The 2009 Infant Feeding Joint Working Group of Canada is the source of this report on nutrition for infants up to six month of age. It results from an intensive search of medical literature.
The report emphasizes the importance of breastfeeding to a child’s health while young and into the future. At the same time, the article recognizes that some parents make carefully thought-out decisions not to breastfeed, and, thus, deserve some direction and guidance. A child’s cognitive health and risk of gastrointestinal infections, acute otitis media, respiratory tract infections and sudden infant death syndrome should be considered. The basic 5 recommendations of the report are as follows:
- Breastfeeding is the natural method by which infants are fed and is not equaled by other methods. The report indicates that infants should be fed exclusively for the first six month, except for some medical exceptions. Beyond six months, there is a risk of iron deficiency.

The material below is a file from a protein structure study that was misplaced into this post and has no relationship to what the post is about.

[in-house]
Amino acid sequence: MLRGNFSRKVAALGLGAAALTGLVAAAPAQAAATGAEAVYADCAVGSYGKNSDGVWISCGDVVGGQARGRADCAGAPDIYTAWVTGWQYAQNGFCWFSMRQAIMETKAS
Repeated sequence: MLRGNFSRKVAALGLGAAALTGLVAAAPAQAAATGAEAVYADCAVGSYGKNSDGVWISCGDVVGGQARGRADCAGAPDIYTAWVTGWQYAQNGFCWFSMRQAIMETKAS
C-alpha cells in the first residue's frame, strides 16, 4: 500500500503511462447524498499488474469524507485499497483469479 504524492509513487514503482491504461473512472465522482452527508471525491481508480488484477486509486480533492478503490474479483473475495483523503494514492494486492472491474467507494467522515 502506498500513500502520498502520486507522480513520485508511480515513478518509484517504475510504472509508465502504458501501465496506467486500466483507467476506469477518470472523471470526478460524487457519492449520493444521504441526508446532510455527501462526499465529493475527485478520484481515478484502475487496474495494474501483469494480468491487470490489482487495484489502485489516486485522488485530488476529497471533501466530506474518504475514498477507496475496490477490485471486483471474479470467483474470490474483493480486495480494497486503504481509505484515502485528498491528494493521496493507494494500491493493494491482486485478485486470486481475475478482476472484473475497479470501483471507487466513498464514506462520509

- Rates of breastfeeding are improved when supported by local hospitals and health services.
- For breastfed infants, supplementation with 400 international units of vitamin D is recommended.
- Early supplemental foods should be iron-rich.
- Infant growth patterns should be routinely monitored.
Additional information is included in the full report for
infants with colic, gastroesophageal reflux and gastroenteritis, as well as for infants of mothers with infections, on medicines, or on illegal drugs. Advice is given for parents who choose not to breastfeed.
CONCLUSION: …”breastfeeding is an unequalled way of providing ideal food for the healthy growth and development of infants”, according to the World Health Organization (WHO). Infants who are breastfed should receive vitamin D, and early supplemental foods should be iron-rich. Beyond 6 month, iron deficiency is a real possibility.
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